There are four IgG subclasses (abbreviated simply as IgG1, 2, 3 and 4) in humans, named in order of their abundance in serum ( being the most abundant). A cleavage reaction using papain can result in Fc and Fab fragments and a Fc fragment. Proteolytic enzyme pepsin cleaves below the hinge region, forming a F(ab')2- and a pFc' fragment. The F(ab')2 fragment can be split further into two Fab' fragments by reduction.
Functions of IgG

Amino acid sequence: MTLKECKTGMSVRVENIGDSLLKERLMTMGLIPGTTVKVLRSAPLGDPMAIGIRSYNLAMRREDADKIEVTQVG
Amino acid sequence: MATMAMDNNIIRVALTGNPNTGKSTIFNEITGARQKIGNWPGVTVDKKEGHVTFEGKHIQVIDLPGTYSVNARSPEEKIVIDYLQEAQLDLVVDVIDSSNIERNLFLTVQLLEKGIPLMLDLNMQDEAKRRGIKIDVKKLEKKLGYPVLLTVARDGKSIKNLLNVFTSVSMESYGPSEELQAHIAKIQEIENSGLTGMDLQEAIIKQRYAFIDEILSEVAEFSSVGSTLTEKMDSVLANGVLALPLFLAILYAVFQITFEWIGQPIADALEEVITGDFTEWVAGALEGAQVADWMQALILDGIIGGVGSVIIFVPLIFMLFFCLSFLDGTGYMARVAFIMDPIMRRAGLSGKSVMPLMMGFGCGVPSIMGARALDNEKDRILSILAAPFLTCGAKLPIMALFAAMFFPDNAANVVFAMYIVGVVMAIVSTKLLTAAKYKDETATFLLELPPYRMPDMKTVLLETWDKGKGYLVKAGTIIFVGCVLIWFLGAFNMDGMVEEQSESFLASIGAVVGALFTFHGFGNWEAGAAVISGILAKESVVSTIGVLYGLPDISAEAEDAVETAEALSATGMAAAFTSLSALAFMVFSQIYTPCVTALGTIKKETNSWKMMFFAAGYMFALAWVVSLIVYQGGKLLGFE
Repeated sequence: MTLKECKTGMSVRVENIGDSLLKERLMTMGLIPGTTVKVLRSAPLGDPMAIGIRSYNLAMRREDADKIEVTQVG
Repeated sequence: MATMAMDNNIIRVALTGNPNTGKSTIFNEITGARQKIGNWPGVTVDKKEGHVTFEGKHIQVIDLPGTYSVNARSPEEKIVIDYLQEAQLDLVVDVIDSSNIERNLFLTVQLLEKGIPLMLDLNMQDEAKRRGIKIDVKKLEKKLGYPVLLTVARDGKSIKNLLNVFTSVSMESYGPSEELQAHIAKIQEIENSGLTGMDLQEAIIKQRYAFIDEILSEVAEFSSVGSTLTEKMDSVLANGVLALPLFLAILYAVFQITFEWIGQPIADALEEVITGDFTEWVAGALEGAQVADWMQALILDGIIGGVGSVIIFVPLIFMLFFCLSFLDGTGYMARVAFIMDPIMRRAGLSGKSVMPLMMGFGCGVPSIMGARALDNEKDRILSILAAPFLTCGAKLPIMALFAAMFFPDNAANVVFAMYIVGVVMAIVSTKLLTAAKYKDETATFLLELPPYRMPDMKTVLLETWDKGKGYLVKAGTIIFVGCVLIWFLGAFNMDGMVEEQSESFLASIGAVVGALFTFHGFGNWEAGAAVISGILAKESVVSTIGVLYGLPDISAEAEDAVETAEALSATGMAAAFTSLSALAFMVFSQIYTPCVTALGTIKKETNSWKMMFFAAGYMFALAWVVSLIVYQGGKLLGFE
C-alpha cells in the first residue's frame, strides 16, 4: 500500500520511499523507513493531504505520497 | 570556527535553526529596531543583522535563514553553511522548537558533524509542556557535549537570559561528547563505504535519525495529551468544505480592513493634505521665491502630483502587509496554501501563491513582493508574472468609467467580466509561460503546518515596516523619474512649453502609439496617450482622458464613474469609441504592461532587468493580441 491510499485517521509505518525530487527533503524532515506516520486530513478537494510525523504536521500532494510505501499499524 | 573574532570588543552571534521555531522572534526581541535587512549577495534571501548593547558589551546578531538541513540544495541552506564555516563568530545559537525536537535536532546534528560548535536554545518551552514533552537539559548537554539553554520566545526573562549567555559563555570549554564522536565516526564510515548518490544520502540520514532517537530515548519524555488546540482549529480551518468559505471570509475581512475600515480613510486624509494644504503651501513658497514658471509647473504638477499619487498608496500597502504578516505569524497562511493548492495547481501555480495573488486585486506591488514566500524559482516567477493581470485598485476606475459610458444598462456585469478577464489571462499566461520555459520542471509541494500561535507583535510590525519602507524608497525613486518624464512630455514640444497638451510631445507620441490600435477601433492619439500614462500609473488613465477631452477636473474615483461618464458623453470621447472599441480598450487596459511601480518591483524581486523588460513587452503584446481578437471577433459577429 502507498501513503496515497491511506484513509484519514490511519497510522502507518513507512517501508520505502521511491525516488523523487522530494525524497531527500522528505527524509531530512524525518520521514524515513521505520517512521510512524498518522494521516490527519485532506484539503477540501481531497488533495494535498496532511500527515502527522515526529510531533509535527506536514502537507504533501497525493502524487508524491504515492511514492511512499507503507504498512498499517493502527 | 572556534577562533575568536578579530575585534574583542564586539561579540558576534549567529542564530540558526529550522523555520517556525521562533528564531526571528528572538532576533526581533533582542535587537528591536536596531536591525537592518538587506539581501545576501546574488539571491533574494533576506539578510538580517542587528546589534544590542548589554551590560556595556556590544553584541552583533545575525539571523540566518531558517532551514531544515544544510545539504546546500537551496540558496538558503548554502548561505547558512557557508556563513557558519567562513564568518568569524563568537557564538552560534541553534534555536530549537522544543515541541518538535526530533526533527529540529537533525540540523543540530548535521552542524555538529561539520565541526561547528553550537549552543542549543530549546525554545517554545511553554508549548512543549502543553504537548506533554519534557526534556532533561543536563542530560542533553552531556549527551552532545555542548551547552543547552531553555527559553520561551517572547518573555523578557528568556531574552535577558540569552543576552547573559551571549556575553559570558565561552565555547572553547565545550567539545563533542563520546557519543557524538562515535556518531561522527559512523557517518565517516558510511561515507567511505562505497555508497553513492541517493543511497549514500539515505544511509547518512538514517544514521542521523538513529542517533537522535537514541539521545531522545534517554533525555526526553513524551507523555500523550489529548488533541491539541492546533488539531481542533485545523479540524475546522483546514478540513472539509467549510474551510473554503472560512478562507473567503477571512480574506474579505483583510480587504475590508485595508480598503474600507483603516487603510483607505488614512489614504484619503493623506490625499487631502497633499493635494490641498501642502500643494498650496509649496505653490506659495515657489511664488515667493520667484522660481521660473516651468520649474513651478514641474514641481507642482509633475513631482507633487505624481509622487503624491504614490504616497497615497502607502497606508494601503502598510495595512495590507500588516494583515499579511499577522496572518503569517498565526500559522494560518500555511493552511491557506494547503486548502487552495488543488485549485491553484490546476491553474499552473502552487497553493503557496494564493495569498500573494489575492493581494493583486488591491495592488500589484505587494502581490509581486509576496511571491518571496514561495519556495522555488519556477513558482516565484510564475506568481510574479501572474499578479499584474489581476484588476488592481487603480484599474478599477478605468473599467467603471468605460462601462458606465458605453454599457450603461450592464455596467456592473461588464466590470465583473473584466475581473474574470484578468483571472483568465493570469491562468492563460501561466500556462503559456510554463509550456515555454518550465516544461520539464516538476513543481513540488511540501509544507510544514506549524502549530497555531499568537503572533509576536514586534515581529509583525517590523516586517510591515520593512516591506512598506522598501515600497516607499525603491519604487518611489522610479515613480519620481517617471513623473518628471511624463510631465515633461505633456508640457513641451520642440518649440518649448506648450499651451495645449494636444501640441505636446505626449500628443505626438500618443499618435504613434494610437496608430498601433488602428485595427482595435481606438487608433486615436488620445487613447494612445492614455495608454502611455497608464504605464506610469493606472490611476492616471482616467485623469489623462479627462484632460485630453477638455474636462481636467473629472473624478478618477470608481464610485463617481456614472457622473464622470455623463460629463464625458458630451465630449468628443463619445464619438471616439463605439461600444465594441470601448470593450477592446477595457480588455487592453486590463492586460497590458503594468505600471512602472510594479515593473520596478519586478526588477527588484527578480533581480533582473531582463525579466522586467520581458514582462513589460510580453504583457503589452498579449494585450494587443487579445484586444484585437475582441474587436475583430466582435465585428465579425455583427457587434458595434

antibodies are involved in the secondary immune response (IgM is the main antibody involved in primary response). IgG can bind pathogens, like for example viruses, bacteria, and fungi, and thereby protects the body against infection and toxins. Comprising up to 80% of the antibodies found in the human body, IgG is the smallest, yet most abundant human antibody, and that of other mammals. can be found in all bodily fluids, and is the only antibody that can protect a foetus by passing through the mother's placenta.